In the first part of this feature, which you can find here, we discussed some of the industry speculation regarding Amazon leasing aircraft and its supposed ambitions to make waves in the air freight business.
Amazon is not a company that has ever rested on its laurels; it is constantly in motion. But will that motion take it into the skies?
Well, it certainly looks that way. Although Amazon won’t be drawn, there are plenty of other sources discussing the plane plan in sufficient detail to suggest that, yes, something is indeed going on. But the idea that the carrier sector en masse ought to be worried now, in 2016, begs a closer look.
First, some numbers.
Amazon, as everyone is inescapably aware, is huge. In 2014 it recorded revenues of $88.99bn. How does that stack up against the carrier sector? And given that we’re talking about air freight in this instance, we’ve restricted ourselves to looking at the big names in the international market, who currently operate their own fleets of aircraft.
Latest recorded revenues for each:
- FedEx – $47.45bn
- UPS – $58.2bn
- DHL – $61.48 (converted from €)
In terms of fleet size, we’re led to believe by the speculation originating from Seattle that Amazon may have as many as five planes in operation currently, via a trial service based in Ohio and operated by Air Transport Services Group, and one in Europe. There may be 20 more added in the US.
Fleet size of big three carriers:
- FedEx – 390
- UPS – 238
- DHL – 25
Numbers alone can be crude weapons of comprehension, but they can also provide some useful perspective.
Flying a fully laden Boeing 747 from New York to London – one of the shorter trans-Atlantic routes – costs more than $50,000 in fuel alone. The smaller 737 planes, one of which is believed to be the subject of the European service Amazon is running, cost upward of $10,000 to refuel. Leasing a Boeing 767 can cost around $300,000 per month for a used plane, and double that for a new one.
You could argue those numbers are chicken-feed to the likes of Amazon, perhaps. But grab a calculator or a pencil and paper and work out the running costs of a fleet large enough to represent a significant threat to either UPS or FedEx, both of which have fleets of aircraft large enough to put them in the global top 10 airline rankings.
It’s also worth bearing in mind that, at the moment, fuel prices are very low in relative terms – as much as 30% lower now than in recent years. The likelihood of that cost increasing at some point in the future, given the volatility in much of the world’s oil producing regions, should not be ignored.
Of course all of this is within Amazon’s means, but equally it is no small undertaking. Amazon’s current approach to warehouses and DCs, here in the UK at least, is one of bringing in contracted or sub-contracted resources to supplement a very lean Amazon-owned part of the operation; is that a model that will work in the event it decided to go head-to-head with FedEx and/or UPS in the skies above our heads?
The UPS comparison garnered a great deal of interest in the US from people watching this story ferment. Some of the comments we have seen online are as follows:
» “I have seen several reports … of Amazon shipping items in boxes 3-4 times the size needed … it’s important for Amazon to cap down on these types of issue to prevent overages in shipping charges.”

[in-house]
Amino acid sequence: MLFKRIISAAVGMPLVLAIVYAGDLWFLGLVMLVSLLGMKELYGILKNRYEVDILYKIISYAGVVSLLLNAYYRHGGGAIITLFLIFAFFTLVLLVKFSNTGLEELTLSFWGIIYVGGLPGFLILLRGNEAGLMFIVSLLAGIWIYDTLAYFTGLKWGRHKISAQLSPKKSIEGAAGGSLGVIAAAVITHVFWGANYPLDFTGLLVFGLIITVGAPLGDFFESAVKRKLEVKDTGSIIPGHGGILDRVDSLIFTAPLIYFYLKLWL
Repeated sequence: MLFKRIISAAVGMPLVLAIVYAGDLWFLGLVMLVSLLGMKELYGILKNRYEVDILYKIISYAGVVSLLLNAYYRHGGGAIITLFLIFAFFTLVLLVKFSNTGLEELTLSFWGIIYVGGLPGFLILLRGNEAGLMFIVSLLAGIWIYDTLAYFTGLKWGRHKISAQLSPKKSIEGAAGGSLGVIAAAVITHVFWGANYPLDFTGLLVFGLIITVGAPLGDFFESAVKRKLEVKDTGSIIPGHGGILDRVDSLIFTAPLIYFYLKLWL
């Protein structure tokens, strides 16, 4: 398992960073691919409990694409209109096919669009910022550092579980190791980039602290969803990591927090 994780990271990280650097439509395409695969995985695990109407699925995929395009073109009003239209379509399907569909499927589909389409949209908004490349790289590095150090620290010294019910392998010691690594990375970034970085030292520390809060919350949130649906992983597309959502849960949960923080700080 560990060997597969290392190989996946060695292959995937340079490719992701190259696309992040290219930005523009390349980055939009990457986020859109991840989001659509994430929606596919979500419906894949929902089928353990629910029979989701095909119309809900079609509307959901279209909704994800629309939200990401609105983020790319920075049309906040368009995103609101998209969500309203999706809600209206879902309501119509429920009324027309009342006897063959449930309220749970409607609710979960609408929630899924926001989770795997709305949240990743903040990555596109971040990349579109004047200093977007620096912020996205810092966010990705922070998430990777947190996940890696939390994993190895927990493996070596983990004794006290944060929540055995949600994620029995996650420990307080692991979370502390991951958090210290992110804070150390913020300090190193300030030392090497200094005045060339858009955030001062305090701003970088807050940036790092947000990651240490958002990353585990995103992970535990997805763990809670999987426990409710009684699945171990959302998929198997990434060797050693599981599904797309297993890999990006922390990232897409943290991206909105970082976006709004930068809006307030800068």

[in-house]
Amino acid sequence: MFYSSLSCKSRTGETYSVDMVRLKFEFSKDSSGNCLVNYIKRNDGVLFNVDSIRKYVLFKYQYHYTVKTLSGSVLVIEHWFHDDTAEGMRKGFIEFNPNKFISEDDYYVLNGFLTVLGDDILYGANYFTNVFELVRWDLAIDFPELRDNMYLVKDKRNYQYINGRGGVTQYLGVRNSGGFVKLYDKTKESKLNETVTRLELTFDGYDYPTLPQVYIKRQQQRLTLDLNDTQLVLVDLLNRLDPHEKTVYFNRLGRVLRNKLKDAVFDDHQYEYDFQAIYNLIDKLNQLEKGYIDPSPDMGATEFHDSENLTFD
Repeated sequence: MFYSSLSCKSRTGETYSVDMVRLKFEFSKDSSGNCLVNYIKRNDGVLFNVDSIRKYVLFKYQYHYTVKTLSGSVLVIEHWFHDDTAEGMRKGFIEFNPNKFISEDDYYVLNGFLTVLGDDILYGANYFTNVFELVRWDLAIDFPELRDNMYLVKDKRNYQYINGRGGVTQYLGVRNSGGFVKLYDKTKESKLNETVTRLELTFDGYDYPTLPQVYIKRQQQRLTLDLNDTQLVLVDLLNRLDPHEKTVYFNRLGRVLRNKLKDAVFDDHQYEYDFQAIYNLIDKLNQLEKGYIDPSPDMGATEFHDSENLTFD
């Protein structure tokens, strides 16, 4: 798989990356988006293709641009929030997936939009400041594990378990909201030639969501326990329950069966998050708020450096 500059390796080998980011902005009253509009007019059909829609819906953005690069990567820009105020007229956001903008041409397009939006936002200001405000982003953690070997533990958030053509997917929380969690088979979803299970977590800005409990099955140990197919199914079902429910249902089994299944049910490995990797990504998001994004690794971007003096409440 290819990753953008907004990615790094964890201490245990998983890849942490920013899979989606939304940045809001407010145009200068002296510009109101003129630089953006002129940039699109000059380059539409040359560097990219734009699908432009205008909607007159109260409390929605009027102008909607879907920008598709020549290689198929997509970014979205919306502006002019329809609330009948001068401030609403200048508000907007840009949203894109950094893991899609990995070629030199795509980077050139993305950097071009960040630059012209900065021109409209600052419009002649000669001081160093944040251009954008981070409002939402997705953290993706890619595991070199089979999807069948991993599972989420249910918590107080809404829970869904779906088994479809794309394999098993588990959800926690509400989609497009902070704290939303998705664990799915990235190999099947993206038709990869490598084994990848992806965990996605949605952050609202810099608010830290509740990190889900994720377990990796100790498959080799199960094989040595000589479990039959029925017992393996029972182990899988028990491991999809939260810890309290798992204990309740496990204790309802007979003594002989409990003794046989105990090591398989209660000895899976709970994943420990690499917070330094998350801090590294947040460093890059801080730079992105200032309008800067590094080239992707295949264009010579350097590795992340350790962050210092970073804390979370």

» “UPS has revenue of $58bn. This means Amazon accounts for less than 2% of revenue.”
» “Amazon will still find itself at the mercy of driver shortages and rising industry costs…”
» “To take on a transportation company as good as UPS will cost them (Amazon) more on DOT (US Department of Transport) laws, insurance … not to mention the labor (sic) costs to all the drivers. Let’s face facts, they would have to take on their own shipping costs.”
None of which, is likely to come as news to anyone at Amazon currently planning the evolution of a stand-alone carrier and air-cargo business.
It does however, serve as a reminder that the barriers to entry in the carrier sector are very high and present a complex set of challenges. By no means insurmountable, but you have to ask why, if cost and service levels are such a problem, Amazon would want to spend many years and many millions of Dollars developing a service to go head-to-head with the likes of FedEx or UPS, or DHL. What would the opportunity cost of that kind of investment – in terms of money, time and resources – be? How would it not succumb to all the same problems that plague every other carrier, from fuel costs to labour shortages, from capacity to coping with peak?
There’s an argument for building a service that just provides additional capacity, or a safety-net – something that would make sense as a way of avoiding over-reliance on carriers, rather than trying to become one of them. Yet the cost of the investment required in a service that might never be fully utilised makes that speculation look shaky too.
Is Amazon up to something? It may only be the personal opinion of the editor of an online retail logistics title in the UK, but yes – in all likelihood they are. What Amazon is up to tends to be far less apparent to the outside world, right up to the point at which the retailer chooses to make its intentions known. You could even speculate that running trials involving planes and air freight is an exercise in getting under the skin of carriers, keeping them on their toes, and at the same time gaining some useful inside knowledge – all of which might be put to use ensuring Amazon gets great service and competitive prices at times of negotiation.
But that way paranoia lies, surely.
Main image: FedEx Boeing 767 freighter N107FE photographed by Chad Slattery at KPAE, and from Wolfe Air Aviation’s Learjet 25B over Washington State, on 26 September 2014. Reproduced courtesy of FedEx press office image library, for media use only.
Amazon images courtesy of Amazon press office image library, for media use only.